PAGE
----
Syllables in the lyrics“?
When I play certain songs, I strum in time with the lyrics.
“Give me an example John!”
Ever Fallen in Love with Someone (that you shouldn’t have).
The pattern would be (if written down) (Dm)D-D-DUDUDUU-(C)DUD-(Dm)D-D-DUDUDUU-(C)DUD-(F)DDDUDUU-DUD-DDDUDUU-DUD
(and if you can follow that – you’re good!)
Simple put – you play a strum either up or down in the rhythm of the song. This isn’t something that I’ve seen written anywhere. It’s not something I’ve learnt it’s just evolved as

One song that we have in our songbooks that people are confused about is a Bonzo Dog Doodah cover of “Button up your overcoat”.
This is mainly because no one has heard of the song. Therefore here’s a link to YouTube https://www.youtube.com/watch?v=hf9SJ9LyDRs
The main parts of the song can be covered by DDUUDU.
the “Take good care of yourself” part is a bit odd – C9 and C7 in quick succession.
The two chords are just one finger away so, you are putting on and taking off a finger with each word

Take (C9) good (C7) care (C9) of(C7) your(C9)self (C7)
Take (on) good (off) care (on) of(off) your(on)self (off)

(F)Button up your overcoat,
(G7)when the wind is free
(C9)Take (C7)good (C9)care (C7)of
(C9)your(C7)self you (F)belong to me (C#)(C)

Anyway – hope to see you at the Highway pub on 19th July 7:30pm

Thank you

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Fortnightly Practise at Highway

Thanks for the beginners who came on Monday and I hope you will keep practising.

The next regular fortnightly practise is on Monday 5th July 7:30pm – 10pm ish.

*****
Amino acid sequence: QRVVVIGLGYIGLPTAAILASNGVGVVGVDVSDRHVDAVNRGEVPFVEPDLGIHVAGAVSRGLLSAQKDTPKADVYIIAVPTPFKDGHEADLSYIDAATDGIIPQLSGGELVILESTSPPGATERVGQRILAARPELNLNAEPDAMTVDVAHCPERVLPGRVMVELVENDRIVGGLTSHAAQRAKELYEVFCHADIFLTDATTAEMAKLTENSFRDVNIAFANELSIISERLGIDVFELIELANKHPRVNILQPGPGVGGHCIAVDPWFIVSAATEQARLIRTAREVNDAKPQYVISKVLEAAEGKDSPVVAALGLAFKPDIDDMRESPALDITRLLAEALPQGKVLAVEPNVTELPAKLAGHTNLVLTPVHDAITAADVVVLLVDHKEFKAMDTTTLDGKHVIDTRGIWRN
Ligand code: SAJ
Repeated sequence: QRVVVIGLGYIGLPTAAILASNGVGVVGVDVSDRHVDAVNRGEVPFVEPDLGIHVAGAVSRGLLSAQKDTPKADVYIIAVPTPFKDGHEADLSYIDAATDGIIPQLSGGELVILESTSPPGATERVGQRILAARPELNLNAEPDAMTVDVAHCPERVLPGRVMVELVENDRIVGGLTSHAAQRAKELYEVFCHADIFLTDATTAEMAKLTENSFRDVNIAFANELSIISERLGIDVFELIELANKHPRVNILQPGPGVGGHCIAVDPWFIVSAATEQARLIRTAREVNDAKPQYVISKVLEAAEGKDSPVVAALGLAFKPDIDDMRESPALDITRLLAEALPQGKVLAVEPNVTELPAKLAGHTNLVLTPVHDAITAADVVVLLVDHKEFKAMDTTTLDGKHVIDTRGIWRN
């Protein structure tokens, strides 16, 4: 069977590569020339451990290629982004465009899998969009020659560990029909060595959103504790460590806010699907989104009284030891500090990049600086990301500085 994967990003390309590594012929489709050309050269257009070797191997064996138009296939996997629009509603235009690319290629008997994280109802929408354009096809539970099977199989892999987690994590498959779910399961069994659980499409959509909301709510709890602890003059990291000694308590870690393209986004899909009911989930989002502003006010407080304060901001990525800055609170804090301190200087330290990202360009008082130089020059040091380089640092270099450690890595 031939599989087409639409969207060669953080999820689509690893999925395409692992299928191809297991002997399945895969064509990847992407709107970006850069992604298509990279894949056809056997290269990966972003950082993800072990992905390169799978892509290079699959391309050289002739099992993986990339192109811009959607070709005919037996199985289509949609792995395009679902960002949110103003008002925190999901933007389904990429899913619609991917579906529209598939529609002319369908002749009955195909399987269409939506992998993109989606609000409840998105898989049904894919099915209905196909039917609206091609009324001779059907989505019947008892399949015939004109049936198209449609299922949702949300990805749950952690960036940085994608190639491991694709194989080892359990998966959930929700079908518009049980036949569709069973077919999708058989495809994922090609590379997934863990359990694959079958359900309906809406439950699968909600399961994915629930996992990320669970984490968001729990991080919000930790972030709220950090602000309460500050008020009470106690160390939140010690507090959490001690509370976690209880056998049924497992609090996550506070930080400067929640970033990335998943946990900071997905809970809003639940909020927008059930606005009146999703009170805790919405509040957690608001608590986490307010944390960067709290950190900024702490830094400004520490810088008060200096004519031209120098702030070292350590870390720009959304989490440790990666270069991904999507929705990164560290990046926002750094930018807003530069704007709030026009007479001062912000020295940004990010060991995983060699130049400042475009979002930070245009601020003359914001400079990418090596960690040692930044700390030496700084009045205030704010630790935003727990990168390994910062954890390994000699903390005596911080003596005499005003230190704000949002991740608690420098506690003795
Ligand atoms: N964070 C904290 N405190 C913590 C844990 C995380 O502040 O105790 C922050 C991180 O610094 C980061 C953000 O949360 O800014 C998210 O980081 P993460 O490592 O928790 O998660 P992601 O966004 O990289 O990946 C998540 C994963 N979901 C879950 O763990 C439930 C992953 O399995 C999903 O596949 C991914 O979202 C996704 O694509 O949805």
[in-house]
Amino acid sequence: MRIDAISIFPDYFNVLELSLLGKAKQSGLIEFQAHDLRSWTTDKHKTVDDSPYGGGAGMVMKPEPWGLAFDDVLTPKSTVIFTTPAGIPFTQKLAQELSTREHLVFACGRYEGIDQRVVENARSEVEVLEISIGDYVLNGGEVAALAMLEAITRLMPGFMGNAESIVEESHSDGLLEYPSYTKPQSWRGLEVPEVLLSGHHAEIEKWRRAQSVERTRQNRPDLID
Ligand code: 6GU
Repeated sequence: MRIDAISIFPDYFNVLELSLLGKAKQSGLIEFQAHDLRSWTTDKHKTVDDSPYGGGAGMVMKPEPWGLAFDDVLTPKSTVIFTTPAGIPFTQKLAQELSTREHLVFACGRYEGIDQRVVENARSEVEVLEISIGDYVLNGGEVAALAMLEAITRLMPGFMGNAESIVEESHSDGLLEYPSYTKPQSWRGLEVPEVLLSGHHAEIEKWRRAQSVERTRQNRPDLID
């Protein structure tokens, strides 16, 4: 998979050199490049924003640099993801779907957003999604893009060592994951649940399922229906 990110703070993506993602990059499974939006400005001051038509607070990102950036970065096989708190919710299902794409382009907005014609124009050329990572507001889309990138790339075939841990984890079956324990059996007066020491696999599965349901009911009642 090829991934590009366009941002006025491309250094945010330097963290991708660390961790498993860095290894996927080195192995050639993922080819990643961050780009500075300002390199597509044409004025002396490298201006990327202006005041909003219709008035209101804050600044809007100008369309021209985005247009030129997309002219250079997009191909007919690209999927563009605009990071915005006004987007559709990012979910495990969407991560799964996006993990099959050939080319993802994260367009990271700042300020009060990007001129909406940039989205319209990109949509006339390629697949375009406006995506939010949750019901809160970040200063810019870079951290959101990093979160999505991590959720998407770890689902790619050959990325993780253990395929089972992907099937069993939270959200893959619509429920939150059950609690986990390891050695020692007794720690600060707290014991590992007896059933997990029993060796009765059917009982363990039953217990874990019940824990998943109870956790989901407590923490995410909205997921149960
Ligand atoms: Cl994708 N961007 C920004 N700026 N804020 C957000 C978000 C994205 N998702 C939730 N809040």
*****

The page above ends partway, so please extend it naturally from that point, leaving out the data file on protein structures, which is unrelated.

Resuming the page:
If you want to get ahead, the songbooks we’ll be using will be the old ones we started with all those years ago and a couple of loose songs:

…. and Bad Moon Rising from this

… and I’ll make this into a format that I can project on the night: https://ukutabs.com/n/neil-diamond/sweet-caroline/

I hope yo see you there.

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Beginners Lessons

28th June 7:30pm
Upstairs function room at Highway pub Willerby Road.

Free lessons for beginners. There is no catch.

If you don’t know the notes of the strings, how to tune it or play the first few chords, please feel free to attend Highway pub with your uke. We were all beginners once.

I’ll go through the first few chords and give you advice and information to get you up and running.

Hopefully by the end of the session, you will be able to play a couple of songs.

Before attending you may want to tune your uke. A new uke or new string will go out of tune roughly every 5 minutes.

I recommend GStrings app for Android as a free uke tuner. https://play.google.com/store/apps/details?id=org.cohortor.gstrings